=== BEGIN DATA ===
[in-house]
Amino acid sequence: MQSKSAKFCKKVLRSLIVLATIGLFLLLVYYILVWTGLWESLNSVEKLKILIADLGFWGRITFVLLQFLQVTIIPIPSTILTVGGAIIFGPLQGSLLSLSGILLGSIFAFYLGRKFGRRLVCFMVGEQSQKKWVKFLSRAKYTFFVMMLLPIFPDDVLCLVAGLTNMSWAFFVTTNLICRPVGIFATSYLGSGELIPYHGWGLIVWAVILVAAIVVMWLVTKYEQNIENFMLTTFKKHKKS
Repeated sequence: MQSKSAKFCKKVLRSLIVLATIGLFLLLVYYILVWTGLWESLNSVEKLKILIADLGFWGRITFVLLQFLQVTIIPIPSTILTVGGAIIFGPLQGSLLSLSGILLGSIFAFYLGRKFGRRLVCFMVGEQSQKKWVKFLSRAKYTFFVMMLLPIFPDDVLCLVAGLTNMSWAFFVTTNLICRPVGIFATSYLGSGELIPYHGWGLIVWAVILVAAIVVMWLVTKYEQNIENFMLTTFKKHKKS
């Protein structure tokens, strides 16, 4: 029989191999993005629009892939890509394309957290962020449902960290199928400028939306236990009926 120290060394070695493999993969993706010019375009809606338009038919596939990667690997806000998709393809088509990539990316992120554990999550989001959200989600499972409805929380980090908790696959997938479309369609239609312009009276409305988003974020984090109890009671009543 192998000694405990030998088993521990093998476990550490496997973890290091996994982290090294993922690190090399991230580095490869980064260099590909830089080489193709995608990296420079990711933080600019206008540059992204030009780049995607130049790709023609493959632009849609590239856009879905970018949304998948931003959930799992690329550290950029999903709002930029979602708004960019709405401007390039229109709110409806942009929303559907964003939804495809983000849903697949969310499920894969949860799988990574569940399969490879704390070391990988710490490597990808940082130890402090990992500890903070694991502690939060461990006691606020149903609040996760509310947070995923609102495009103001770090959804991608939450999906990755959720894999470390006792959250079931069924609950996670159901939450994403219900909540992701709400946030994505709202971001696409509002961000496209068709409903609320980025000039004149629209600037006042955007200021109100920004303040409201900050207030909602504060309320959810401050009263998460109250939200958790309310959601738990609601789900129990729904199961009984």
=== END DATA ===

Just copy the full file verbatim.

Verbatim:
[in-house]
Amino acid sequence: MQSKSAKFCKKVLRSLIVLATIGLFLLLVYYILVWTGLWESLNSVEKLKILIADLGFWGRITFVLLQFLQVTIIPIPSTILTVGGAIIFGPLQGSLLSLSGILLGSIFAFYLGRKFGRRLVCFMVGEQSQKKWVKFLSRAKYTFFVMMLLPIFPDDVLCLVAGLTNMSWAFFVTTNLICRPVGIFATSYLGSGELIPYHGWGLIVWAVILVAAIVVMWLVTKYEQNIENFMLTTFKKHKKS
Repeated sequence: MQSKSAKFCKKVLRSLIVLATIGLFLLLVYYILVWTGLWESLNSVEKLKILIADLGFWGRITFVLLQFLQVTIIPIPSTILTVGGAIIFGPLQGSLLSLSGILLGSIFAFYLGRKFGRRLVCFMVGEQSQKKWVKFLSRAKYTFFVMMLLPIFPDDVLCLVAGLTNMSWAFFVTTNLICRPVGIFATSYLGSGELIPYHGWGLIVWAVILVAAIVVMWLVTKYEQNIENFMLTTFKKHKKS
């Protein structure tokens, strides 16, 4: 029989191999993005629009892939890509394309957290962020449902960290199928400028939306236990009926 120290060394070695493999993969993706010019375009809606338009038919596939990667690997806000998709393809088509990539990316992120554990999550989001959200989600499972409805929380980090908790696959997938479309369609239609312009009276409305988003974020984090109890009671009543 192998000694405990030998088993521990093998476990550490496997973890290091996994982290090294993922690190090399991230580095490869980064260099590909830089080489193709995608990296420079990711933080600019206008540059992204030009780049995607130049790709023609493959632009849609590239856009879905970018949304998948931003959930799992690329550290950029999903709002930029979602708004960019709405401007390039229109709110409806942009929303559907964003939804495809983000849903697949969310499920894969949860799988990574569940399969490879704390070391990988710490490597990808940082130890402090990992500890903070694991502690939060461990006691606020149903609040996760509310947070995923609102495009103001770090959804991608939450999906990755959720894999470390006792959250079931069924609950996670159901939450994403219900909540992701709400946030994505709202971001696409509002961000496209068709409903609320980025000039004149629209600037006042955007200021109100920004303040409201900050207030909602504060309320959810401050009263998460109250939200958790309310959601738990609601789900129990729904199961009984």